In contrast, Félix Sánchez, the winner of the 400 metres hurdles, seemed to be an absolute wreck after his victory: after he crossed the line, he let out a disturbing cry that sounded like it came from the pit of his soul. When on the podium, he couldn’t stop the tears from flowing: it seemed odd that a winner would be so disconsolate. The scale of Sánchez’s triumph is enormous: he first won the title in Athens in 2004. He didn’t qualify for the final in 2008: his beloved grandmother, who raised him, died prior to the preliminary heats and this affected his performance. However, he is a man who apparently takes defeat to heart: for example, he wore a red flashing wristband between 2001 and 2004 to remind him of the fact that he didn’t qualify for the 400m hurdles final in the 2000 Sydney Games. After his Beijing debacle, it appears that he spent four difficult years climbing back up to the podium; his imperatives were made all the more intense by a promise he made to his deceased grandmother to win an additional medal. I can only imagine his investment of early hours, pain, sweat, and his muscles and joints fighting against the effects of overuse and age. I flinch at the thought of him having to use a weights machine to build up his legs and the sounds of metal wheels turning and squeaking cartilage in his knees. He achieved victory perhaps because he was honed to a razor’s edge of performance that less ambitious and perhaps less obsessive men could not achieve. He attained his objective: so now what? He is 34: will he try again in 4 years? Win or lose, then what? He did not run a victory lap with a daughter or son who would carry his legend forward in time.
It is to be hoped that the Dominican Republic has sports psychologists to hand; certainly, if I were a member of the International Olympic Committee, I would have been somewhat alarmed by Sánchez’s podium breakdown and would want to make certain of his well being. Hopefully he has also more in his life than what has hitherto been seen or reported in the press: it has been said that he had “Grandmother” written in Spanish on his shoes and a picture of his grandmother and himself pinned to his racing bib. It seems like achieving victory has been everything to him; he may not have had time to consider what lay beyond the race’s end.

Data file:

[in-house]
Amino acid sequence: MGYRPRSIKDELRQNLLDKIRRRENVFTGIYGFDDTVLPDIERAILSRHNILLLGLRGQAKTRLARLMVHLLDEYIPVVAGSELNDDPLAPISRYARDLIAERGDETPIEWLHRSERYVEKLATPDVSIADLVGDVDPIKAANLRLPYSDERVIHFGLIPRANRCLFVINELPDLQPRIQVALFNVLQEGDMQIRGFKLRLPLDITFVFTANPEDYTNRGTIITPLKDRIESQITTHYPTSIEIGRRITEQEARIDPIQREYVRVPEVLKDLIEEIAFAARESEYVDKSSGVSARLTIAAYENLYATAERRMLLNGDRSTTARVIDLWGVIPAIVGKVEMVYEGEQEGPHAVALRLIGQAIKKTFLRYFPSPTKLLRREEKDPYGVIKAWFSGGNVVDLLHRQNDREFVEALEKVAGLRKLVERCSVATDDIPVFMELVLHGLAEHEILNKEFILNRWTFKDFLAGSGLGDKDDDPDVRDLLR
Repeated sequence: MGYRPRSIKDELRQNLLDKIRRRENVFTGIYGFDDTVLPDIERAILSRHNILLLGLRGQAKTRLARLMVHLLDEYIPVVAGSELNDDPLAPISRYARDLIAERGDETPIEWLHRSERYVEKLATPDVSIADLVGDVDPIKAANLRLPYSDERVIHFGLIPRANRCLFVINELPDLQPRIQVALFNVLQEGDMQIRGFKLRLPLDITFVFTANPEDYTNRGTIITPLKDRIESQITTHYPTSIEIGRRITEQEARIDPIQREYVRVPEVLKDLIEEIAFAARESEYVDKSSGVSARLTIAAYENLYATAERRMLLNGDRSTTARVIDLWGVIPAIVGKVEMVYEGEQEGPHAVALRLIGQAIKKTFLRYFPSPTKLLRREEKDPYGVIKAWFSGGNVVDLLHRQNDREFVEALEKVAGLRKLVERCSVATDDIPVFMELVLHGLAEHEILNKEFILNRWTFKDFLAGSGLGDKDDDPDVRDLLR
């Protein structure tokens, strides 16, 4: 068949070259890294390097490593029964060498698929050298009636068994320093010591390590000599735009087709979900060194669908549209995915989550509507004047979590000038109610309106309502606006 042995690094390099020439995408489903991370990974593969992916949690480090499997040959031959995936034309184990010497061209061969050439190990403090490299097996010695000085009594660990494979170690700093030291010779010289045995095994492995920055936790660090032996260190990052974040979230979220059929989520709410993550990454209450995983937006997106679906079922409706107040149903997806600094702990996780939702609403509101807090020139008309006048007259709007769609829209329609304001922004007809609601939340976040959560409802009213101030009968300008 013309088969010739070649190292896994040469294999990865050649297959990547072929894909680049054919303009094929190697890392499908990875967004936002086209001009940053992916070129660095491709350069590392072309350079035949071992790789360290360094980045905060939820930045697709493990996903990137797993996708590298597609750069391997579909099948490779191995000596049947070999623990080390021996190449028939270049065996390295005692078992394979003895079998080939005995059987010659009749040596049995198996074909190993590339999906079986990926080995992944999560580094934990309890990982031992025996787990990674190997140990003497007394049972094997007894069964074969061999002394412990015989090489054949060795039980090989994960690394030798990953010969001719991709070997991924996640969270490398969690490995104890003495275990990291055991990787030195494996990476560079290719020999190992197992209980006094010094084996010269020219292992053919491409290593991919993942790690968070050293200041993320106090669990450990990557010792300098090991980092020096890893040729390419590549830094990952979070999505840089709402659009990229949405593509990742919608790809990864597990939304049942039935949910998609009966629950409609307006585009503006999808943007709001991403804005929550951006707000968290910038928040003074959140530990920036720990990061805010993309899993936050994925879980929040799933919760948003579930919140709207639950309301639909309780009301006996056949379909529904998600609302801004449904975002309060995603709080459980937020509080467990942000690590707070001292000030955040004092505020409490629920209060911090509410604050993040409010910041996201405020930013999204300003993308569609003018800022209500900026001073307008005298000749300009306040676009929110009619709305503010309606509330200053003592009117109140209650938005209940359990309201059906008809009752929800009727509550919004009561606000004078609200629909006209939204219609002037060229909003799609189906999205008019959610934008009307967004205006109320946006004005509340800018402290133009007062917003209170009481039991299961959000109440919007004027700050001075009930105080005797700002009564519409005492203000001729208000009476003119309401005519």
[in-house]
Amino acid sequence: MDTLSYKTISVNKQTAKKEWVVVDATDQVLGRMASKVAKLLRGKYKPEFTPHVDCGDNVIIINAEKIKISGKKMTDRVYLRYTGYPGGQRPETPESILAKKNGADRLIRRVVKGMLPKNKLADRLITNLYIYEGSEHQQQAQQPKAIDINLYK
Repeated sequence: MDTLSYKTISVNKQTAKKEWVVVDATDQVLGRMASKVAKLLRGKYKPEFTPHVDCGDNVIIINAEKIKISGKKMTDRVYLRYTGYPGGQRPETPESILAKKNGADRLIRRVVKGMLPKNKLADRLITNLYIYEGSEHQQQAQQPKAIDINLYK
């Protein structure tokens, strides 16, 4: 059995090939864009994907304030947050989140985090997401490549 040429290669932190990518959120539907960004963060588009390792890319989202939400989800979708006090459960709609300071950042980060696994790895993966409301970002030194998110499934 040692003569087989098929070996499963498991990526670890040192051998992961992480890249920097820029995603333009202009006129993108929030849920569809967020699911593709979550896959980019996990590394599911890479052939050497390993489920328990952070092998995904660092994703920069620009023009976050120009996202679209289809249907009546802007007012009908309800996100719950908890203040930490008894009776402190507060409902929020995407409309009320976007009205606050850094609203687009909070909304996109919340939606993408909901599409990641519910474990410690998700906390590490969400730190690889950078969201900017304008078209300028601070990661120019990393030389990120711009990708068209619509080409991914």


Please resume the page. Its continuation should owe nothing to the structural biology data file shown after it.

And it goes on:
Sánchez is not only athlete who has been consumed by the pursuit of excellence: Michael Phelps once stated that all he did was eat, sleep and swim. He now is the most decorated athlete in the history of the Olympic games and officially, he’s retired; now what will he do? Theoretically, anything he likes: and perhaps he has a sense of humour which will help him when he is no longer the champion. The same assessment can be made of Usain Bolt: his antics, such as late nights spent with the Swedish women’s handball team are funny, perhaps even a bit peculiar, but at least when he hangs up his spikes and is no longer the great runner, he will remain a larger than life personality. But how many athletes, winners and losers alike, have nothing but their training regimen and those few moments of competition in which they can shine? What will happen to them when the flames of London are doused and they board the flights or trains heading for home? Yes, by all means celebrate their courage and achievements: paint the letter boxes gold, issue commemorative stamps, buy the pins and t-shirts, even raise a glass or two. But hope too that more than gold, the athletes have that which should be the birthright of all human beings: a chance at being happy.